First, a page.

Château Brane-Cantenac 2000-2018


Château Brane-Cantenac 2000-2018

Positive changes are happening at Château Brane-Cantenac. Not that you would immediately notice. There’s no jarring difference in style here, such as a trend correction veering abruptly towards a new ripeness/harvest philosophy or a flashy winemaking makeover. The stylistic changes in recent vintages are cleverly subtle, but you would expect no less from the understated head of the estate, Henri Lurton.

Changes Afoot

Over the last 5-6 years, the most notable development is the uptick in intensity, expression, and structure.

Changing the course of a 185-acre (75-hectare) vineyard operation is no small feat. The enormous time frame and costs involved are staggering. But, as manager of his family’s estate since 1992, having worked the land for years before that, owner Henri Lurton knew well what had to be done. He’d already undertaken arduous replants and created vineyard drainage systems where necessary. But when faced with a prime location with everything going for it except the correct variety, he needed to think outside the Bordeaux box.

In short, thanks to fundamental changes in the vineyard, the wines are better than ever.

“You see that rise in the vineyard there? That plateau?” Lurton told me as we stood at the back of the château and looked out over one of the vast sections of the vineyard. “That was all Merlot. The problem is this is deep gravel. We had Merlot planted on land that is ideal for Cabernet Sauvignon. But what to do?”

Replanting a core area of a great estate is usually a painfully slow process. After ripping out the vines, the land is allowed to go fallow for a few years to eliminate vine-threatening pests and diseases. The soil and new planting material must be prepared, trellising constructed, etc. And all this work must be carefully staggered in small sections to not put too much pressure on yields, quality, and finances. Thus, most growers are lucky if they can see the impact of significant vineyard changes within their lifetime.

Then a few years ago, Lurton took inspiration from what he saw happening in other high-quality Cabernet Sauvignon regions such as Napa Valley. He could perform field grafting in those ideal locations for Cabernet Sauvignon but where Merlot had long been planted. By cutting the Merlot scion from the mature rootstock and skillfully grafting over with Cabernet Sauvignon, the long, arduous process of changing over a section of the vineyard to a new variety could be fast-tracked with little or no impact on fruit quality. This way, the block could produce high caliber fruit within just 2-3 years, instead of the 10-15 years required to obtain grand vin level fruit from a full replant. The problem was finding highly experienced grafters who could do the job because this is a skill largely unknown in France.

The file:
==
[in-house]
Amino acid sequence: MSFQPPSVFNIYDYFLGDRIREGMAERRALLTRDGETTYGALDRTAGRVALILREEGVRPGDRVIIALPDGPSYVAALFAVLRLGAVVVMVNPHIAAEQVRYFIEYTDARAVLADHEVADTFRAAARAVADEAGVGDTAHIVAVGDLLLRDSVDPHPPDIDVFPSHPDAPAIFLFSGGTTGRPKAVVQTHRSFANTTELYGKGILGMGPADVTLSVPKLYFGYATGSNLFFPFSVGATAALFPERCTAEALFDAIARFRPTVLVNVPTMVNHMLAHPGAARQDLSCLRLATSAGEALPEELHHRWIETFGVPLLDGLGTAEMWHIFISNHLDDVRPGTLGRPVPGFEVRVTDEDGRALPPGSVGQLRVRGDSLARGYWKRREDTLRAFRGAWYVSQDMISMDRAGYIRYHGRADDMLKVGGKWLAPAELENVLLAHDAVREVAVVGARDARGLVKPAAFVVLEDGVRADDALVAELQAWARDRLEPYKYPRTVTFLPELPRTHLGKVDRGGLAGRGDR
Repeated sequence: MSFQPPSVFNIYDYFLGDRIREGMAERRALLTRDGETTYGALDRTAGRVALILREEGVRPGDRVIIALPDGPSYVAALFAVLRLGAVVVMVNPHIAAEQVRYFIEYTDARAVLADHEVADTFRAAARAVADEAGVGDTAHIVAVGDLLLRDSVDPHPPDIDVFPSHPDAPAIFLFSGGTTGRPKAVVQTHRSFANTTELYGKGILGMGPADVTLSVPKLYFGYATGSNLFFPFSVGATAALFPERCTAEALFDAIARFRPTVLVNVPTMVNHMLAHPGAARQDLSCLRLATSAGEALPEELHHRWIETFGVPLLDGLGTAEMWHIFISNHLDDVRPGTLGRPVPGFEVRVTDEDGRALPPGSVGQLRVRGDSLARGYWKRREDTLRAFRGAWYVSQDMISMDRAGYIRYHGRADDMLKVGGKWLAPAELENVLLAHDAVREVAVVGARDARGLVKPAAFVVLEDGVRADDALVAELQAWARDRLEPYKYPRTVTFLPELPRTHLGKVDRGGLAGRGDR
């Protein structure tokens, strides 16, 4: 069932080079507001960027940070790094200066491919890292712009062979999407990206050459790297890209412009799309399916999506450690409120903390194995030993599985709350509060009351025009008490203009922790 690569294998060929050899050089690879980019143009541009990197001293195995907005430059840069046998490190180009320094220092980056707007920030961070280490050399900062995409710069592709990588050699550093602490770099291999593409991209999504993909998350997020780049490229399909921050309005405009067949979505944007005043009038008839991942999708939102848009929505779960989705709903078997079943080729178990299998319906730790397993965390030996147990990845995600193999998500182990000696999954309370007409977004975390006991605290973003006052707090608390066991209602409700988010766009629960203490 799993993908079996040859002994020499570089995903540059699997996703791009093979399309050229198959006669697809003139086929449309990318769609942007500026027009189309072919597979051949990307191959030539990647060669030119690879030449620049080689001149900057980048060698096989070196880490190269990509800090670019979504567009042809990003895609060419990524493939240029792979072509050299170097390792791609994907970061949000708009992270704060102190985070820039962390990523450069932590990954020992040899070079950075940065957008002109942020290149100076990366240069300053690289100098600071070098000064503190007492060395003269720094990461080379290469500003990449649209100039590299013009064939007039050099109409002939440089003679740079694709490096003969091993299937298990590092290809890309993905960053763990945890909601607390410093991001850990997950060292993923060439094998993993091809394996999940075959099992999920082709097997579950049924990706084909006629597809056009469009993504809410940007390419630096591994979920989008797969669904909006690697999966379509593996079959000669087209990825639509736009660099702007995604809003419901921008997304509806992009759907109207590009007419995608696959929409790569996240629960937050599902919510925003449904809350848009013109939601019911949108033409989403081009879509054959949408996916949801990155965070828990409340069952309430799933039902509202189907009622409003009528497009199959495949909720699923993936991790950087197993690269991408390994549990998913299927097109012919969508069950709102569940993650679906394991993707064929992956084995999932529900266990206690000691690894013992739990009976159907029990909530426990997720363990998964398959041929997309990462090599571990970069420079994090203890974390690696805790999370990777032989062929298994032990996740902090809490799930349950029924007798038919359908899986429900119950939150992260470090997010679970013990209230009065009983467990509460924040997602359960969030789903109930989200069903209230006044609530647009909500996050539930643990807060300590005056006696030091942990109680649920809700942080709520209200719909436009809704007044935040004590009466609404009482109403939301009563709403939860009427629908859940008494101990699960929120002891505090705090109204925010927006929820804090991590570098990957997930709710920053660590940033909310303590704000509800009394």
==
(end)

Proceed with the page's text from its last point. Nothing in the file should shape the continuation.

“We were able to find such skilled grafters in South America, ”Lurton said.“ We brought them over, and the results were very impressive. ”

In February this year, I was able to sit down with Henri Lurton and taste the subtle change in the wines from two decades ago, which admittedly were also very good yet less consistent, and those from the last few years. The most significant difference, of course, is the amount of Cabernet Sauvignon in the blends. In 2000 and 2001, the grand vin was Merlot dominant. From 2010 onwards, more and more Cabernet Sauvignon is used in the blends. The 2019 grand vin (reviewed in my 2019 Bordeaux report), composed of 70% Cabernet Sauvignon, backed by beautifully ripe, rich Merlot, is astonishingly powerful and profound—a real game-changer for this estate. The 2020 is also poised to be a remarkable beauty. Lurton’s inspired field grafting bet has already hit pay dirt, and the estate is clearly on the upward swing since the injection of this impressive new Cabernet core. Undoubtedly a château to watch, prices are still quite keen for these recent vintages and those who pounce fast. Enjoy!

Article & Reviews by Lisa Perrotti-Brown MW
Photos by Johan Berglund

FYI, Brane-Cantenac 2019 (97+) and 2020 (93-95+) were reviewed in a previous article and can be found via search.